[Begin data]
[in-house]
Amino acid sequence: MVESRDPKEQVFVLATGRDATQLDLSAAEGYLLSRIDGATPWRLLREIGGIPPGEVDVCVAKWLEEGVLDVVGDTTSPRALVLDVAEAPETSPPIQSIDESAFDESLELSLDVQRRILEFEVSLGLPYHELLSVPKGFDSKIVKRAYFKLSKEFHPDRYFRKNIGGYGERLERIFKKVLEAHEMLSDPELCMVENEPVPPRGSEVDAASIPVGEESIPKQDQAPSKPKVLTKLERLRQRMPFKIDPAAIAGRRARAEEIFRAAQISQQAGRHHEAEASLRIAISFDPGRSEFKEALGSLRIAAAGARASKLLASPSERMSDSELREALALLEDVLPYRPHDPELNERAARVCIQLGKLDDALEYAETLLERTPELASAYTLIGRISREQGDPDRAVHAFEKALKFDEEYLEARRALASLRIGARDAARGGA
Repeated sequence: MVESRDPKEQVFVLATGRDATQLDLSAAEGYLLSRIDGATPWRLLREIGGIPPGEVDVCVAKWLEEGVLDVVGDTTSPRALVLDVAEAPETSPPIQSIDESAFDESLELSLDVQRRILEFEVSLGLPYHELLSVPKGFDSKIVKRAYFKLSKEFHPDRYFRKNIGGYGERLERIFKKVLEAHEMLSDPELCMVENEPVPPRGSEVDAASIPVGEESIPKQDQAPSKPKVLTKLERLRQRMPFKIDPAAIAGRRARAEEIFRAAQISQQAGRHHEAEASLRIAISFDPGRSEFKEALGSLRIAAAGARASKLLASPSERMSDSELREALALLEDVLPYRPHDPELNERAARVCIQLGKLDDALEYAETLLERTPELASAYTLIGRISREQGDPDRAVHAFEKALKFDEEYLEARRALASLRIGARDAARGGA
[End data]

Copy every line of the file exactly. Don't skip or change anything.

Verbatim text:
[in-house]
Amino acid sequence: MVESRDPKEQVFVLATGRDATQLDLSAAEGYLLSRIDGATPWRLLREIGGIPPGEVDVCVAKWLEEGVLDVVGDTTSPRALVLDVAEAPETSPPIQSIDESAFDESLELSLDVQRRILEFEVSLGLPYHELLSVPKGFDSKIVKRAYFKLSKEFHPDRYFRKNIGGYGERLERIFKKVLEAHEMLSDPELCMVENEPVPPRGSEVDAASIPVGEESIPKQDQAPSKPKVLTKLERLRQRMPFKIDPAAIAGRRARAEEIFRAAQISQQAGRHHEAEASLRIAISFDPGRSEFKEALGSLRIAAAGARASKLLASPSERMSDSELREALALLEDVLPYRPHDPELNERAARVCIQLGKLDDALEYAETLLERTPELASAYTLIGRISREQGDPDRAVHAFEKALKFDEEYLEARRALASLRIGARDAARGGA
Repeated sequence: MVESRDPKEQVFVLATGRDATQLDLSAAEGYLLSRIDGATPWRLLREIGGIPPGEVDVCVAKWLEEGVLDVVGDTTSPRALVLDVAEAPETSPPIQSIDESAFDESLELSLDVQRRILEFEVSLGLPYHELLSVPKGFDSKIVKRAYFKLSKEFHPDRYFRKNIGGYGERLERIFKKVLEAHEMLSDPELCMVENEPVPPRGSEVDAASIPVGEESIPKQDQAPSKPKVLTKLERLRQRMPFKIDPAAIAGRRARAEEIFRAAQISQQAGRHHEAEASLRIAISFDPGRSEFKEALGSLRIAAAGARASKLLASPSERMSDSELREALALLEDVLPYRPHDPELNERAARVCIQLGKLDDALEYAETLLERTPELASAYTLIGRISREQGDPDRAVHAFEKALKFDEEYLEARRALASLRIGARDAARGGA